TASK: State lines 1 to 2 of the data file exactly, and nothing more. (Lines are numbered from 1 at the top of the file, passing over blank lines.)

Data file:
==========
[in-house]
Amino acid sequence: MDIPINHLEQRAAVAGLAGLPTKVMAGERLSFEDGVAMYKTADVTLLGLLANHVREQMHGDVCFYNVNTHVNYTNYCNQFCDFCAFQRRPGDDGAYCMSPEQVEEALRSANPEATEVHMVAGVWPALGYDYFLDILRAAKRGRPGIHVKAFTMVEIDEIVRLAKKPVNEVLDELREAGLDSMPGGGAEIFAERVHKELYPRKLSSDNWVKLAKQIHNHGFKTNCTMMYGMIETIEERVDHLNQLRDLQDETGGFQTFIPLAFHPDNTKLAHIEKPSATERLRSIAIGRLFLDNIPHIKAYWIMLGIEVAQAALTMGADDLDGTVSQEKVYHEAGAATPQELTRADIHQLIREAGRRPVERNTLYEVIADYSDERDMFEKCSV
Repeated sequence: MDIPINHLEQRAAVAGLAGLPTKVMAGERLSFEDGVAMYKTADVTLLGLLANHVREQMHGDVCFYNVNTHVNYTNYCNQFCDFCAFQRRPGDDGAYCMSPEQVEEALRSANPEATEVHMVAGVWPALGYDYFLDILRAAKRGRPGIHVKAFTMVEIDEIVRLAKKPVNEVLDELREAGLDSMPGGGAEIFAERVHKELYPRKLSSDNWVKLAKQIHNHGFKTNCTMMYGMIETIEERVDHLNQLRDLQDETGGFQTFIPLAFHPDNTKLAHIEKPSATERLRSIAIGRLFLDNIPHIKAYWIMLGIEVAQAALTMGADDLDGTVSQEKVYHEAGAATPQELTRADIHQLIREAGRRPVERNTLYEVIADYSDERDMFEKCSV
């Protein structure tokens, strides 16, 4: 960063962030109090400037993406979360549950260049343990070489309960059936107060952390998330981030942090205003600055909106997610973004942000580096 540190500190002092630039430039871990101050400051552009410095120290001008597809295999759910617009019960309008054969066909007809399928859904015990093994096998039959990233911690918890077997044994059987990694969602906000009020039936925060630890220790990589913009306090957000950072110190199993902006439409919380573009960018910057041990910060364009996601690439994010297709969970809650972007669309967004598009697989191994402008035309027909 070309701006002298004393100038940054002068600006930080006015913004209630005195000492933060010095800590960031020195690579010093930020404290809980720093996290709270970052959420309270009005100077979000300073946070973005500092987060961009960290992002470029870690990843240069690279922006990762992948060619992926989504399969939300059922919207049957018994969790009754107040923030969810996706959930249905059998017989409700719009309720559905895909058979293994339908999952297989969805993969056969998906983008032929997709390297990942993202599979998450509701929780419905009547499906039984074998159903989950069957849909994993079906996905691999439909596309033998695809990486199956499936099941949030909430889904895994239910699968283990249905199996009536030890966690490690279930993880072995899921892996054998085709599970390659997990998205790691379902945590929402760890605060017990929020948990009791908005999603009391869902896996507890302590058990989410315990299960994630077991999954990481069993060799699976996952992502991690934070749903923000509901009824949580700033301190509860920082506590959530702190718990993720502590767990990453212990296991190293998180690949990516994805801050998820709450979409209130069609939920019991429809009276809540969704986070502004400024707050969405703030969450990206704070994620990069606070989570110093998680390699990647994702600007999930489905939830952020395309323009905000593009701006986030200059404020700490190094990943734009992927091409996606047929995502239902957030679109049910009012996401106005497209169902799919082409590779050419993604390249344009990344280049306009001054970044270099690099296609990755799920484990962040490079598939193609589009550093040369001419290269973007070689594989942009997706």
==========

[in-house]
Amino acid sequence: MDIPINHLEQRAAVAGLAGLPTKVMAGERLSFEDGVAMYKTADVTLLGLLANHVREQMHGDVCFYNVNTHVNYTNYCNQFCDFCAFQRRPGDDGAYCMSPEQVEEALRSANPEATEVHMVAGVWPALGYDYFLDILRAAKRGRPGIHVKAFTMVEIDEIVRLAKKPVNEVLDELREAGLDSMPGGGAEIFAERVHKELYPRKLSSDNWVKLAKQIHNHGFKTNCTMMYGMIETIEERVDHLNQLRDLQDETGGFQTFIPLAFHPDNTKLAHIEKPSATERLRSIAIGRLFLDNIPHIKAYWIMLGIEVAQAALTMGADDLDGTVSQEKVYHEAGAATPQELTRADIHQLIREAGRRPVERNTLYEVIADYSDERDMFEKCSV